# SCI - Math - MAS 2103-001(82649) Matrix Theory Fall 2012 Hoffman, Frederick

SCI - Math - MAS 2103-001(82649) Matrix Theory – Fall 2012 – Hoffman, Frederick

Office: S&E 212A

Phone: (561) 297-3345

Fax: (561) 297-2436

Department phone: (561) 297-3340

email:

Class is held 11:00-11:50am in SC 178

Office hours: TTH 9-11am and by appointment—appointments are suggested even during office hours.

This is a fairly standard introductory course in matrix theory/loinear algebra at the lower division undergraduate level. The prerequisite for the course is a semester of calculus. We begin at the very beginning of matrix theory, and we rely much more on college algebra than on calculus.
We shall treat the material in Chapters 1-8 of our textbook, pretty much keeping to the outline the author suggests on his page xi. although the schedule is tentative. Homework will be collected as indicated, and a few problems will be graded, when submitted on time. Homework submitted late will be recorded, but not graded. A student may, of course, ask questions about homework problems that are not graded.

Upon successful completion of this course, the student will be able to:

Understand matrix algebra and use matrices to solve systems of linear equations.

Compute determinants and understand their applications to the theory of systems of linear equations. Understand vector algebra in the plane, and compute lengths of vectors, angles between vectors, and equations of lines and planes.

Understand the notions of basis and dimension of general vector spaces, and compute the row space, column space, and null space of a matrix.

Apply the Gram-Schmidt algorithm to obtain an orthonormal basis of a subspace, and apply orthogonal projections to find least squares solutions of systems of linear equations.

Compute eigenvalues and eigenvectors of a square matrix and understand the notion of diagonalization of a matrix.

Demonstrate technical facility with linear transformations and their relationship to matrices.

Apply the process of mathematical modeling to real-world problem situations.

The four tests (100 points each) will count 15% of the grade each. The final examination (200 points) will count 40%. A homework score will be calculated, with a possible score of 50 points, and may replace part of one test, if this will benefit the student. A student who has a legitimate reason for missing a test will have the opportunity to make up the test. It is unusual for a student to have legitimate reasons for missing two tests. The instructor must be notified a week in advance of the test, if the student knows in advance, and within 24 hours after the test is missed, otherwise. Notification must be in writing (email is fine), although also discussing it face-to-face is a good idea. The grading scale is:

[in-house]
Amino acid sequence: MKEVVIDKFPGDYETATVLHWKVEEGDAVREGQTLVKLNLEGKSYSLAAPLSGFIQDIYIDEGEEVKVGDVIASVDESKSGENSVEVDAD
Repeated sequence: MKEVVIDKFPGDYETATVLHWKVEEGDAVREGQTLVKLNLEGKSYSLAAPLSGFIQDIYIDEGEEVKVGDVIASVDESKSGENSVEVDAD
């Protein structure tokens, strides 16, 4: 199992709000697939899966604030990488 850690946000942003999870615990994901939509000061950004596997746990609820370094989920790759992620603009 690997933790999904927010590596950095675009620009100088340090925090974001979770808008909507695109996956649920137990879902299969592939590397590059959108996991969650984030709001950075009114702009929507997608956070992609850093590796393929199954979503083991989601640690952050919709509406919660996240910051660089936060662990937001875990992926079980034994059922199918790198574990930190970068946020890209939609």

A: 90% - 100% / B: 80% - 83% / C: 65% - 72%
A-: 87% - 89% / B-: 77% - 79% / D: 60% - 64%
B+: 83% - 86% / C+: 73% - 76% / D-: 55% - 59%

We shall be using the text, Elementary Linear Algebra (Tenth Edition) by Howard Anton, published in 2010 by Wiley. The version ordered by the instructor is the Binder-Ready Version, but you may order the hardback, or the ebook, if you wish. If you use a different edition of the text, or choose not to use the text, you are responsible for getting the assignments. This is a three-credit course.

The following schedule is subject to modification

dates / Chapters / Problems / tests
Aug 20-24 / 1 / 1.1/odds, 12,14;
1.2/odds,20;
1.3/1-21odd, 20
Aug 27-31 / 1 / 1.4//1-29odd;35-41odd;40
1.5/1-29 odd;37-38
Sep 5-7 / 1 / 1.6/{4n+1|n=0,…,5}
1.7/{4n+1, n=0,…,7}
Sep 10-14 / 2 / 2.1/1-29 odds
2.2/1-29 odds
2.3/{4n+1, n=0,…,7} / Sep 10
Sep 17-21 / 3 / 3.1/{4n+1,n=0,…,7}
3.2/{4n+1,n=0,…,6}
3.3/
Sep 24-28 / 3(thru 3.3) / 3.4/odds / Sep 28
Oct 1-5 / 3-4 / 3.5/{4n+1|n=0,…,8}
4.1/1-19 odd
4.2 odds
Oct 8-12 / 4 / 4.3/odd-19,23
4.4/odd-15,18
4.5/{4n + 1}
Oct 15-19 / 4 / 4.6/{4n+1|n=0,…,5}
4.7/odd-17
4.8/odd
4.9/odd-21
Oct 22-24 / 4 / 4.10/odd-23
4.11/odd-15 / Oct 24
Oct 26 / 5 / 5.1/odd-15,23
5.2/odd-23
Oct 29-Nov 2 / 5-6 / 5.3/odd-29
6.1/odd-19, 23
6.2/odd-21
Nov 5-9 / 6-7 / 6.3/odd-23
7.1/1-6
Nov 14-16 / 7 / 7.2/odd-17
7.3/odd-25
Nov 19-21 / 7 / 7.5/odd-25 / Nov 21
Nov 26-28 / 8 / 8.1/odds-35

The final examination will be held 10:30am-1:00pm December 5, in the regular classroom, SC 178.

In order to enhance and maintain a productive atmosphere for education, personalcommunication devices, such as cellular telephones and pagers, are required to bedisabled during class sessions.

Regular attendance is expected. The instructor will not reply to email with requests like, “I missed class yesterday, because I had to drive my friend’s aunt to the airport. Could you tell me what you covered, and whether any of it is important?”

In compliance with the Americans with Disabilities Act

(ADA), students who require reasonable accommodations due to a disability

to properly execute coursework must register with the Office for Students with

Disabilities (OSD) -- in Boca Raton, SU 133 (561-297-3880); in Davie, LA

240 (954-236-1222); in Jupiter, SR 110 (561-799-8010); or at the Treasure

Coast, CO 117 (772-873-3441) – and follow all OSD procedures.

Code of Academic Integrity

Students at Florida Atlantic University are expected to

maintain the highest ethical standards. Academic dishonesty is considered a

serious breach of these ethical standards, because it interferes with the

university mission to provide a high quality education in which no student

enjoys an unfair advantage over any other. Academic dishonesty is also

destructive of the university community, which is grounded in a system of

mutual trust and places high value on personal integrity and individual

responsibility. Harsh penalties are associated with academic dishonesty. For

more information, see University Regulation 4.001.